Rising to the challenge
Girl Scouts across the country test their cyber skills
The moon colony was hacked.
You only had a day to learn new cybersecurity skills, identify the hackers, trace the origin of the cyberattack and secure the colony’s safety. This was the scenario teams of Girl Scouts faced in a first-of-its-kind, nationwide event on October 19.
Girl Scouts of the USA, or GSUSA, in partnership with Raytheon, launched the first-ever Girl Scouts Cyber Challenge to test the skills of middle school and high school girls. Thousands of girls at 10 sites across the country participated in the all-day event, which had the goal of preparing girls to pursue careers in computer science, robotics, data science and cybersecurity.
“The most important thing you can learn is persistence or resilience; what I like to call grit,” Sarah Eddy, National Security Agency, deputy chief, Critical Networks Defense, told Girl Scouts at the Baltimore challenge event. “The ability to bounce back when you’re set back. Not to allow someone else to define who you are.”
During the event, girls in grades 6–12 took part in a scenario-based competition that included a series of cybersecurity challenges with such topics as cryptography, forensics, hacking, encryption and more. After learning these cyber skills, they teamed up to track down the hackers, lock down the moon's computer network and save the colony.
Raytheon volunteers and mentors, mostly female cyber and computer professionals, helped guide the girls through the scenarios.
“The girls will get to see and interact with role models, and ask questions about careers; mentors are extremely important,” said Suzanne Harper, GSUSA National STEM Strategy senior director, before the event. “If you see somebody who looks like you in a career that you hadn’t imagined before, then you can imagine yourself in that career.”
One of the many female role models Girl Scouts got to meet was Amanda Buchanan, a Raytheon cyber engineer, who volunteered at the Girl Scouts Cyber Challenge event in Augusta, Georgia.
“We need more cyber defenders like you on the front lines with us. Every day I use the skills you have learned today in my job…critical thinking, creativity and collaboration.” Buchanan told them.
Each year, Raytheon invests in programs to help cultivate the knowledge and valuable STEM skills that can create sustainable careers for future innovators. A January 2019 Center for Strategic & International Studies survey predicts that by 2022, there will be 1.8 million unfilled cybersecurity positions worldwide.
Both Raytheon and GSUSA think that women can help close that gap. A 2018 poll by the Girl Scout Research Institute showed that 74 percent of boys thought that computing would be a good college major, while only 32 percent of girls felt the same.
“At Raytheon, we are all about using innovation to make the world a safer place, and we need engineers, especially female engineers, to drive diversity and innovation for the future of our technology,” said Barbara Borgonovi, Raytheon Space and Airborne Systems vice president, at the Los Angeles challenge event. “So we are very excited to participate with the Girl Scouts. We want to see more girls take on STEM degrees as they pursue their education.”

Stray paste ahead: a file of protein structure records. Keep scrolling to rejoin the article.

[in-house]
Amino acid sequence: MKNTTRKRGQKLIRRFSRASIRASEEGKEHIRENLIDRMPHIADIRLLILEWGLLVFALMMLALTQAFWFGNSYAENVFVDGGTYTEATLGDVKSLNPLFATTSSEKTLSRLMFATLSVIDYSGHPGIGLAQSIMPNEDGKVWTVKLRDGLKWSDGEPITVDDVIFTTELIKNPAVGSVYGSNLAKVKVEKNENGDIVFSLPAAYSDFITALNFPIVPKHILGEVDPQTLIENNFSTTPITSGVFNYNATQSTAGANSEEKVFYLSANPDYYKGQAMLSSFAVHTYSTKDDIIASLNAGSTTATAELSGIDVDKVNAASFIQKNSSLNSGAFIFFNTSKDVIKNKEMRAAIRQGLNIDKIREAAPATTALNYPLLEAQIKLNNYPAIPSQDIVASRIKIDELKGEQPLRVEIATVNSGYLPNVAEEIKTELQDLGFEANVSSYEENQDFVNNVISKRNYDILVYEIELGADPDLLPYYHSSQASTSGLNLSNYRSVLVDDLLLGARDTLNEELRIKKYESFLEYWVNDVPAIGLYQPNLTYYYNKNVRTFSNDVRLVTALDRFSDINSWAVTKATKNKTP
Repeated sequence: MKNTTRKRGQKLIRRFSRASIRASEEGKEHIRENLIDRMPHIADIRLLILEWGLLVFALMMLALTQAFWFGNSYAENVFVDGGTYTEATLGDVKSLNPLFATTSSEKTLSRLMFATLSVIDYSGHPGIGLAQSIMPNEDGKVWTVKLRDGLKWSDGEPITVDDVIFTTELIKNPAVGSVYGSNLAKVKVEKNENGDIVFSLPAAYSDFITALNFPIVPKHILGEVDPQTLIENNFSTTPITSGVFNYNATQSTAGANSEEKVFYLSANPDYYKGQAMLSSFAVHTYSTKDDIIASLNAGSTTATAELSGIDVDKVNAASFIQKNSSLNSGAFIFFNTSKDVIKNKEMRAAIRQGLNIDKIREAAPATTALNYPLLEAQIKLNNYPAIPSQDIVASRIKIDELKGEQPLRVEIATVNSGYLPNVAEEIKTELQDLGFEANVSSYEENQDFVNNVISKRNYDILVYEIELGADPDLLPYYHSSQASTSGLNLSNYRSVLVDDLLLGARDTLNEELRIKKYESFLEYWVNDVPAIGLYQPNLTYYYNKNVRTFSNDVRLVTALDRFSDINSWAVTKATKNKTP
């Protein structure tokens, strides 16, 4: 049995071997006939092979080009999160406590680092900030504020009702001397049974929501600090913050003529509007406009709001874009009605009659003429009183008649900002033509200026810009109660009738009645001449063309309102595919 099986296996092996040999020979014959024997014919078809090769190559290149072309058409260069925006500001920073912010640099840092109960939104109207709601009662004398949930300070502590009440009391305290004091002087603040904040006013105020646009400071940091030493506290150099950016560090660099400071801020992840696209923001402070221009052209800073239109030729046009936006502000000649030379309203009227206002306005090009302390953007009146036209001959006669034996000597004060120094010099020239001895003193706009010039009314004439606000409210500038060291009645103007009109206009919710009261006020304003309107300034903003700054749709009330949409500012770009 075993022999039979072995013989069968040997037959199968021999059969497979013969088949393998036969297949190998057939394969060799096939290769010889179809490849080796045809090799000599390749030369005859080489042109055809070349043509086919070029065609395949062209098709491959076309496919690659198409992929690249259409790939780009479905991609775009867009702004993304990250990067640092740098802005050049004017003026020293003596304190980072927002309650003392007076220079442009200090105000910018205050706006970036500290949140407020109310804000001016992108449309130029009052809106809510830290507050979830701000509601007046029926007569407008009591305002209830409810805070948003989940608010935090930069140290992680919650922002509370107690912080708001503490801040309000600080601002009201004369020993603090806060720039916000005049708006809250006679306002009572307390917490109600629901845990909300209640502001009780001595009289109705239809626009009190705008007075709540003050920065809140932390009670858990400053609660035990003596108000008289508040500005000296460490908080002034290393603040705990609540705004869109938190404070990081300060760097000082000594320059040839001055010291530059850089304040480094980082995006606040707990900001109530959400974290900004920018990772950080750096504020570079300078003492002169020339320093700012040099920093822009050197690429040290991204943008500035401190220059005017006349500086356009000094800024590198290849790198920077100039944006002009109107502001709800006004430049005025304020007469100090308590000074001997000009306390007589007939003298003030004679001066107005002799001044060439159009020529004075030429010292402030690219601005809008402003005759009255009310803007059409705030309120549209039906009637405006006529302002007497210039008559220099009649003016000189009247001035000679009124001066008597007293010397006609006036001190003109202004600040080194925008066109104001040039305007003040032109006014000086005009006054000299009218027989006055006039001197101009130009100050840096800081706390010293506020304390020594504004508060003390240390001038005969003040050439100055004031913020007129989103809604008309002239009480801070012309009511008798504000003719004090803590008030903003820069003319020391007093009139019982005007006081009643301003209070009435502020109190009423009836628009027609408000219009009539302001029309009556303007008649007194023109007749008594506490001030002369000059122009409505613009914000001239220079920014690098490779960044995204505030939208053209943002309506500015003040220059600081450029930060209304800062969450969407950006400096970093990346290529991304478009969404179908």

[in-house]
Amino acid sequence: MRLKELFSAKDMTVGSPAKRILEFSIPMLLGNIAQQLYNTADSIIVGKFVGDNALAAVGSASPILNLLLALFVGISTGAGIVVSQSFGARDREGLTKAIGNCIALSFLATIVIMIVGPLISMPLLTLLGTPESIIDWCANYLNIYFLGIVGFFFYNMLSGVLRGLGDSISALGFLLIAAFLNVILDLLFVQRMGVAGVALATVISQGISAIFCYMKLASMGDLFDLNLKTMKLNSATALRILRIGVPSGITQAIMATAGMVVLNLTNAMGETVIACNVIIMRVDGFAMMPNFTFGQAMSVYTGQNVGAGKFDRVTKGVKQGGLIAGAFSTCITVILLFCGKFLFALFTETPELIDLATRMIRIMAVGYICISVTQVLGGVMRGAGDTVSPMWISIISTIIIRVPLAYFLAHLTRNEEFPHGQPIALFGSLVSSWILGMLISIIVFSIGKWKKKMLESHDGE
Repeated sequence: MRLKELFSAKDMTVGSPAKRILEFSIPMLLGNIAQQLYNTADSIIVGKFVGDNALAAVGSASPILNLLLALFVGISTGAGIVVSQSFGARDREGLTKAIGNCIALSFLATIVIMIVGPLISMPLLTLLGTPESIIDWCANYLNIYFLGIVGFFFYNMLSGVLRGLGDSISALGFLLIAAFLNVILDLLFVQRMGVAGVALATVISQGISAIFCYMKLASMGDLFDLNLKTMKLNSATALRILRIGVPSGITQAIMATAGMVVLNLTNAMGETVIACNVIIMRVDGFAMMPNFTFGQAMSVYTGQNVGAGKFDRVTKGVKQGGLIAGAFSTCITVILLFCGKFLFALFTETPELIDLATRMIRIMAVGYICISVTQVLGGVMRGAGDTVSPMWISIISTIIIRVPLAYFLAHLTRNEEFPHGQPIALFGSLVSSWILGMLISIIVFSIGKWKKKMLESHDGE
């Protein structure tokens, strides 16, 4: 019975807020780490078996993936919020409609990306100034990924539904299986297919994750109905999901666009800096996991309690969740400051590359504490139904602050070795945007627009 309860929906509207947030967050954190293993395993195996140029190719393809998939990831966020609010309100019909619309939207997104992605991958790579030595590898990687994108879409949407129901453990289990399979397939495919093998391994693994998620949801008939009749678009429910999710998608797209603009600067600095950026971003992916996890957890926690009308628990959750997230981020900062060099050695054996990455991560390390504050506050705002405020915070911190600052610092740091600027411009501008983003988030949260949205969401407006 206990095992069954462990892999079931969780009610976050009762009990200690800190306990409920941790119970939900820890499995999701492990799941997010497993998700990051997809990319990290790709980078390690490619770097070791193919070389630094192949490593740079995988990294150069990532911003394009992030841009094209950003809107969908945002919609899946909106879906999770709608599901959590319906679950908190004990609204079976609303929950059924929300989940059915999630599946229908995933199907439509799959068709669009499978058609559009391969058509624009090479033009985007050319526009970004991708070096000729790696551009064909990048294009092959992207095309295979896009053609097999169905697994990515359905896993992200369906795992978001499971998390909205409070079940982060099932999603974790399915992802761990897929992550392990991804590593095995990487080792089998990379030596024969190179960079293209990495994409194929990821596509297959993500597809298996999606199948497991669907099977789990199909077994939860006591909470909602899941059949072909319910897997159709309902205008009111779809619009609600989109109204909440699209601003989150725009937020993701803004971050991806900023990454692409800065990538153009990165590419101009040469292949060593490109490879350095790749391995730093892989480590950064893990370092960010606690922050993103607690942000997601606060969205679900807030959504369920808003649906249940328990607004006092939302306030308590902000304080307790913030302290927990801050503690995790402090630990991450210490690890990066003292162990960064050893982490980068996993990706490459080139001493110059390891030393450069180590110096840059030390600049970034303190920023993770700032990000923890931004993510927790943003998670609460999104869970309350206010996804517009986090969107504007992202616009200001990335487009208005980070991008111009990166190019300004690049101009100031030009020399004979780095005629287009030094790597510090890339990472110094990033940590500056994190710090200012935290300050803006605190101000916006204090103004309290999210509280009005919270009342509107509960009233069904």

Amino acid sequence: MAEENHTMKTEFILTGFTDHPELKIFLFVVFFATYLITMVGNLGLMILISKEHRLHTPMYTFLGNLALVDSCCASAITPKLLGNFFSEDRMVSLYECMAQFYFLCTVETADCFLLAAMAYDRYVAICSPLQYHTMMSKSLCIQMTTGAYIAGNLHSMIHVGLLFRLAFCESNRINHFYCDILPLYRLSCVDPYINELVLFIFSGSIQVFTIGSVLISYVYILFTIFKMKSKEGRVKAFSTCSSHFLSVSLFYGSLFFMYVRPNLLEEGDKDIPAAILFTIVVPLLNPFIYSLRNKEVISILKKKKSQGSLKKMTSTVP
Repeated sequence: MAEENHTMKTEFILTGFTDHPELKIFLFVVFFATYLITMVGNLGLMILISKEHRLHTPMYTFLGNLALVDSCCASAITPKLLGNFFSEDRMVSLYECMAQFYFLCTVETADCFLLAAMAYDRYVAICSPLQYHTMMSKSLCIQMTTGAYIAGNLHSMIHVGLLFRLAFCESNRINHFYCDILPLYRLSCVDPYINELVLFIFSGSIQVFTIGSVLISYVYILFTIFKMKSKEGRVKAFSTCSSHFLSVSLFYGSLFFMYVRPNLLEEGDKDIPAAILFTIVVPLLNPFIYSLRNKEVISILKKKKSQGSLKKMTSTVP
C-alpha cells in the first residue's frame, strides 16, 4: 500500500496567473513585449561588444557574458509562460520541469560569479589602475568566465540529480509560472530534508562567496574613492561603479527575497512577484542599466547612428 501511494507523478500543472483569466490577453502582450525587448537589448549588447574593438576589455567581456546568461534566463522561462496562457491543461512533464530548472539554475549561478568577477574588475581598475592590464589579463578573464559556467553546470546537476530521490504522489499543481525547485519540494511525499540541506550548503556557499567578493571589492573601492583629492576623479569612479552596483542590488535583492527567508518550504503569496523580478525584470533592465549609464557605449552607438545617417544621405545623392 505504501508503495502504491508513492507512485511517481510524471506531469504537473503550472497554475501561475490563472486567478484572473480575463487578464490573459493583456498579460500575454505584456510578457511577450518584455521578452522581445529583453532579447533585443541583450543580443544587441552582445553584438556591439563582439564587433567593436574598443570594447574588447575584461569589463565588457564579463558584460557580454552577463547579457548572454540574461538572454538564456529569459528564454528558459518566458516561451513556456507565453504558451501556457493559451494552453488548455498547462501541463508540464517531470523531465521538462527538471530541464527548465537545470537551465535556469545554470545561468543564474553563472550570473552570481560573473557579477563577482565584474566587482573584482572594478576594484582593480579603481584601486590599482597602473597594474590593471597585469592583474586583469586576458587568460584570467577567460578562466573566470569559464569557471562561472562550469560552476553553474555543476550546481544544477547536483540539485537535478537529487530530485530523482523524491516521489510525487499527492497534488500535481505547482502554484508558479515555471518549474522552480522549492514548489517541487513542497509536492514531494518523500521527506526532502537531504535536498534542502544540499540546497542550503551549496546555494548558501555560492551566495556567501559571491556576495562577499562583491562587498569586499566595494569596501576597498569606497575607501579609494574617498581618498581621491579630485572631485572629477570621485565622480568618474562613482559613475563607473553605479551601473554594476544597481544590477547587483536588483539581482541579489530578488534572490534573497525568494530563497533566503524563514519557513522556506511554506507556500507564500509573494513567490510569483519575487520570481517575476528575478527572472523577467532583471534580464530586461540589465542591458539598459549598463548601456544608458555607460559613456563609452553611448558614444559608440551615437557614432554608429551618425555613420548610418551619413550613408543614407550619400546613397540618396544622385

Harper said the Cyber Challenge will not only improve the girls’ technical skills, but will also help develop their emotional and social intelligence.
“In cyber and STEM, you can’t only be a tech expert to succeed,” she said. “You need communication skills; you need to know how to make presentations; and you need to articulate your ideas and advocate your position. These skills set the girls up for a better career and a better future.”
The girls had to work together as part of an incident response team to identify and stop those who hacked the oxygen supply system on the moon colony. Some of the cyber techniques and tactics they used included uncovering insider threats, detecting breaches, decoding encrypted messages and identifying phishing schemes, among others.
“When I get a problem right, my whole body is just, like tingling, because I’m so excited with the idea that I just really got this problem right...I can do this!” said Avery W., Girl Scout Senior, Girl Scouts of Central Maryland. “I think it’s just about figuring out the problem and taking that next step.”
Raytheon cyber engineers Mary Kim and Greg Ritter helped GSUSA develop the interactive scenarios for the Cyber Challenge with a goal of trying to expose the girls to as many cyber disciplines as possible.
“Cyber is like the medical profession. You can specialize in many different branches,” Kim said. “There’s something for everybody — incident response, forensics, secure coding, network security, vulnerability testing, information assurance, auditing and on and on. If you want to branch out and learn more, there are endless avenues you can pursue.”
Harper said they plan to incorporate feedback from the Cyber Challenge to develop a “playbook,” allowing GSUSA to launch the program nationwide to all 111 of its councils.
“We piloted it, working with Raytheon — a company that are experts in this in the real world — and we’ve made it stronger, and we’ll give you everything they need to conduct a challenge,” Harper said. “And there’s a lot of appetite to do this...I’ve been getting calls from councils eager to participate. It’s a little different than a typical troop meeting.”